Some interesting work is unfolding in the area of technology. Our staff is working hard to redesign the District web page to make it more user-friendly and less "clunky." Judging from the initial rollout of the newer look this morning, most patrons will be pleased to see a customer-oriented layout that provides greater information with easier access.
Our work on the web page will also provide new opportunities to share different innovations with our community. By October we will open a virtual tour of the design features of the proposed new elementary and middle schools, and the high school expansion. We believe this may be a first for a school district to deliver this type of access to the larger community. While still only in the general conceptual design phase, we believe patrons will be pleased with what they see.
We also have some great news on the academic front as well. Of all the developments this year, I am most excited about the addition of reading specialists at the secondary level. Besides coaching content area teachers, these key staff will be working with students who struggle to read grade level secondary material. Reading is the gateway academic skill set that students need to develop for post-secondary and workforce success. I anticipate these key reading specialists will have a dramatic impact with a number of students who need help.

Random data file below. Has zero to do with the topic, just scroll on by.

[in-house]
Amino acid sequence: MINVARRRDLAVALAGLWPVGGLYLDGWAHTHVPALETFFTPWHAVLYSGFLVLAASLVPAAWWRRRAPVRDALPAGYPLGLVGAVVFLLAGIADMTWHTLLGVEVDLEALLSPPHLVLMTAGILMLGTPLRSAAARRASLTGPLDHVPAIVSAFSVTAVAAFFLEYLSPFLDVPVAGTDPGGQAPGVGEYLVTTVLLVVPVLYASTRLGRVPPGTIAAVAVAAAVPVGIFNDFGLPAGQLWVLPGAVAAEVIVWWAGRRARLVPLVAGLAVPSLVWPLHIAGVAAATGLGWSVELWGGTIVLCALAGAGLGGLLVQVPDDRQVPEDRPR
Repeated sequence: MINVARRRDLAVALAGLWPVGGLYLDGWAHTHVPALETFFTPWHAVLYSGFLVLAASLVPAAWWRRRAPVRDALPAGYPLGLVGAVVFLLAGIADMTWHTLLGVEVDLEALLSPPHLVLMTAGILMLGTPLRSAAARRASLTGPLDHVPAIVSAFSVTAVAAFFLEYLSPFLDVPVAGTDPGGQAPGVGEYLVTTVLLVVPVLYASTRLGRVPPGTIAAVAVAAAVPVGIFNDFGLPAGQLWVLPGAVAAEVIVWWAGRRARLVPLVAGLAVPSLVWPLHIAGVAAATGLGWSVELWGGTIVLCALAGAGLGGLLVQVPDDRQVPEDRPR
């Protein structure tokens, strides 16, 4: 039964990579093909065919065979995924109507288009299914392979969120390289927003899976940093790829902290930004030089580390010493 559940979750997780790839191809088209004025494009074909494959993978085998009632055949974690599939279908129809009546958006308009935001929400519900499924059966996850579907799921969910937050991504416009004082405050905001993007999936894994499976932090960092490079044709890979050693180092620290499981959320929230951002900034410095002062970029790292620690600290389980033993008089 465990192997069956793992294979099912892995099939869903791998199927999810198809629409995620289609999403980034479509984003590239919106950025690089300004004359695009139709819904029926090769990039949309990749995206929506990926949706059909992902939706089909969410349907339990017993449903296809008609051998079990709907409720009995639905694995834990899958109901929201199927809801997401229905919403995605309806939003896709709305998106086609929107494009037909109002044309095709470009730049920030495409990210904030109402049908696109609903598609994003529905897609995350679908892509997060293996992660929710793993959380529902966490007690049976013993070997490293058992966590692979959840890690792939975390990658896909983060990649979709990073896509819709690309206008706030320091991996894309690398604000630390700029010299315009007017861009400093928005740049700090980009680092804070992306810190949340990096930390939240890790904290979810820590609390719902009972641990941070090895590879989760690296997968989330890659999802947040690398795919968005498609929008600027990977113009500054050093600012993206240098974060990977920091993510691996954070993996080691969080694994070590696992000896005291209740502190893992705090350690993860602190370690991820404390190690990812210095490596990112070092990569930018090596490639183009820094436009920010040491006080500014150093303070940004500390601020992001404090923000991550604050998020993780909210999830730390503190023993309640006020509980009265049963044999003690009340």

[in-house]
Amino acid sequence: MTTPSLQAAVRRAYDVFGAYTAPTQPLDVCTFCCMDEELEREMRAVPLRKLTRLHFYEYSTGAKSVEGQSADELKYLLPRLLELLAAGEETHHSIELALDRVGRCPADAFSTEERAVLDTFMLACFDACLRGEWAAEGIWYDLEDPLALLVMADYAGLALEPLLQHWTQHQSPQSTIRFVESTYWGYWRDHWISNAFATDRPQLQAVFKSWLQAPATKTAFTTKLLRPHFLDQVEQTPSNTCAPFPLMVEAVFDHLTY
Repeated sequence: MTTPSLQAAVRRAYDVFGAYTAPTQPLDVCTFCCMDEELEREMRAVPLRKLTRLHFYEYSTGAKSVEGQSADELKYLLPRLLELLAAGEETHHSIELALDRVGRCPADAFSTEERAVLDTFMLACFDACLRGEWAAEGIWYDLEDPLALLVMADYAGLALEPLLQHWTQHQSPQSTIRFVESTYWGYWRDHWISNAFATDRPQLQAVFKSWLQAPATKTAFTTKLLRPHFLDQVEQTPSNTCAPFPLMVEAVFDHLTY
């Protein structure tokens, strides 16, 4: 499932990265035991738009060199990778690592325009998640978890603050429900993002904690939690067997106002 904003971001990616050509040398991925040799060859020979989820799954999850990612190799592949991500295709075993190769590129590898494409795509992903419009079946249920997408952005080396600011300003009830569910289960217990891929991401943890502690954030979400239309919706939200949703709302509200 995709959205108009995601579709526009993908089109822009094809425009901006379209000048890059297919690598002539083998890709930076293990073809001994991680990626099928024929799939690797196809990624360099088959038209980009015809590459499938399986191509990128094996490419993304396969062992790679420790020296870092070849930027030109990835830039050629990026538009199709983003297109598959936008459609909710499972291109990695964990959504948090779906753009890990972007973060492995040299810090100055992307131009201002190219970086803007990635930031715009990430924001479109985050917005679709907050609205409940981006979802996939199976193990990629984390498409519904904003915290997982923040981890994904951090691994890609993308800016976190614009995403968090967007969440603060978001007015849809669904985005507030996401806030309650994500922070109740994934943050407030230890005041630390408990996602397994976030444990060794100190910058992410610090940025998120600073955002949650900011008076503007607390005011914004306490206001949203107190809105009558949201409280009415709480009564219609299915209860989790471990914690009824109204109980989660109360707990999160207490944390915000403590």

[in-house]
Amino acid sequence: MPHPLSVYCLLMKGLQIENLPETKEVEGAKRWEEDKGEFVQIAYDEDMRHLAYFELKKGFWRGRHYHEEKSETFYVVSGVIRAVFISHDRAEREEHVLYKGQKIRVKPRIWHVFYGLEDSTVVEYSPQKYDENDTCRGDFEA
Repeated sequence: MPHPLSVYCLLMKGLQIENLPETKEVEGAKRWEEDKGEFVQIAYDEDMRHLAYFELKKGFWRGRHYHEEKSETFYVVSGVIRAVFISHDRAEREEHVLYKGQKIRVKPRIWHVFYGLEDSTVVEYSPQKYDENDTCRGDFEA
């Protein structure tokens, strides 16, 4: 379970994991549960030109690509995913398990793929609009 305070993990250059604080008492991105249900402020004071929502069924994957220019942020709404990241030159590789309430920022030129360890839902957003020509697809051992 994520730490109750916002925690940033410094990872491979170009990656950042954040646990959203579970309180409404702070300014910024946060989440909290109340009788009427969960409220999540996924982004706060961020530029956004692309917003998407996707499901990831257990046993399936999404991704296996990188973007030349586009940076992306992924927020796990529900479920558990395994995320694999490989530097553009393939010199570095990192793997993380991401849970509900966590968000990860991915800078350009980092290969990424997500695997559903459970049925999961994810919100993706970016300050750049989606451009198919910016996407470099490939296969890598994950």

On a larger level, we are challenging our students and staff to elevate academic rigor. Some may be surprised to learn of this commitment. It is tempting to rest on our laurels, and with good reason. Our students outperform their counterparts from Oregon in all 20 grade level state tests given in reading, math, writing and science. Dropout rates and high school completion data reveal the same. The recent release of SAT scores indicates that Sherwood High students score higher than national and state averages on both the verbal and written portion of the test. One could easily make the case that our performance is rock solid.
With this being acknowledged, we simply believe we are capable of better. Sherwood has so many factors in place that should distinguish and shape our collective expectations. We benefit from incredible levels of parental support, an amazing partnership with the City, community groups that are oriented to serve youth, as well as young, energetic, and talented staff. Most importantly, our students arrive in our schools ready to learn and eager to succeed. All of the key supports and drivers of a successful school system are in place.
This year we are establishing elevated academic goals across all disciplines. In addition to higher targets in reading, math, science, and writing, we are also working to shape higher goals for post-secondary performance, and extended learning opportunities in the community. There are many measures of successful schools. We should aspire to deliver the best on all fronts.
As a community we are preparing for a pivotal bond election, one that will shape and determine the quality of our schools and community for many years to come. While much of our collective work in the last year has been devoted to dealing with the challenges of growth and overcrowding, great effort and energy continue to be channeled into the improvement of teaching and learning. We remain resolved to deliver the best for our children.